DVauthrin wrote:KCollins1304 wrote:DVauthrin wrote:When did I say hitting is easy? It's one of the hardest thing to do in sports, especially if you stop practicing it. But, again, my high school team faced Josh Beckett when he was at Spring. The guy hit near .500 with power in high school. He would have been an early pick as a hitter. You really think if he didn't continue to work on his swing in the cage as he progressed that he couldn't be a good hitter? Thing is, once he signed, he stopped putting the amount of time in the cage needed to stay sharp at the teams request i'm sure.
James Loney was both a stud pitcher, and stud left handed hitter while at Elkins. The dodgers told him to focus on being a position player, but if he had kept working as a pitcher, he had the talent to pitch in the majors...
These are just two cases. There are plenty more like them in baseball.
Sure some guys could never hit as a pitcher, but some position players struggle hitting as well. The lack of good hitting pitchers is do to the fact they stop practicing it, not their hitting talent. Teams would rather them focus all their time and energy on either pitching or hitting, but it's not like the time isn't there.
And the fact that they don't practice it and are horrible at it is enough justification for me to use the DH. If it was easy to maintain hitting while doing all the things they need to do for pitching, then you wouldn't see such horrible numbers from pitchers hitting. People wouldn't want the DH if the pitchers could hit as well as you think they are capable of.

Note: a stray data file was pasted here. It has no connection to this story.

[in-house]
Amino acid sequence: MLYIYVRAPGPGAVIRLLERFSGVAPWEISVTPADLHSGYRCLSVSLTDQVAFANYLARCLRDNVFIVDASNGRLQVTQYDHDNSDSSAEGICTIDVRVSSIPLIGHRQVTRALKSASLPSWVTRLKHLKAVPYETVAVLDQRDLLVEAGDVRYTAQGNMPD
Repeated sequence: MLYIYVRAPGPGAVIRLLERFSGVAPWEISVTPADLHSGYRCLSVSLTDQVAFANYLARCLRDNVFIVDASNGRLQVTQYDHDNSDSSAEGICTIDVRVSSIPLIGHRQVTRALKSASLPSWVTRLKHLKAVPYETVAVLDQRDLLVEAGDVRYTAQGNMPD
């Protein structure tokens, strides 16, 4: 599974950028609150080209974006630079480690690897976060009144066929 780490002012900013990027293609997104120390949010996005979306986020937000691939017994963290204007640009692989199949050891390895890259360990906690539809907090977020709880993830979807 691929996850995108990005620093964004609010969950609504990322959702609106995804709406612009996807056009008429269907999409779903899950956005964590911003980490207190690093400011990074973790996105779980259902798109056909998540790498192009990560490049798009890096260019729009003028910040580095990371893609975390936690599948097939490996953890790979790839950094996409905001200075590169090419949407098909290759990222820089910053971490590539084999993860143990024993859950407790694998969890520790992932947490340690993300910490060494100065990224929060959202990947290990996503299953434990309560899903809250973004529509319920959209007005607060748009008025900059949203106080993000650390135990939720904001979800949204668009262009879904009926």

To me the solution isn't using the DH(that's an unnecessary cop out), it's having the pitchers actually taking BP in the minors/mlb level and looking at video for at most an hour a day. That still leaves them with plenty of time to prepare for a start and/or get their throwing in for the day. A lot of them may not be stars, but could be serviceable hitters if they worked a little each day on it. And some could be really good at it.
Again, it's not time that's the issue, it is the request of the team paying their signing bonus/salary. They are so afraid they might hurt something that affects their pitching, that they have them put in minimum effort into hitting. And by doing so, you have an incident like you did with wang because he never works on running the bases because he never needs to in his league.
Stop babying pitchers and make them work on all aspects of their game is what I want to see done.
The fact that they don't work on hitting tells me that they don't care about hitting (and rightfully so, they're paid to pitch), and if they don't care about hitting I don't care to see them hit.
If pitchers did what you're talking about and put up better numbers, then the problem would be solved. There is no going back from the DH though, it serves too many purposes. It protects pitchers, provides more offense, and gives a job to aging sluggers.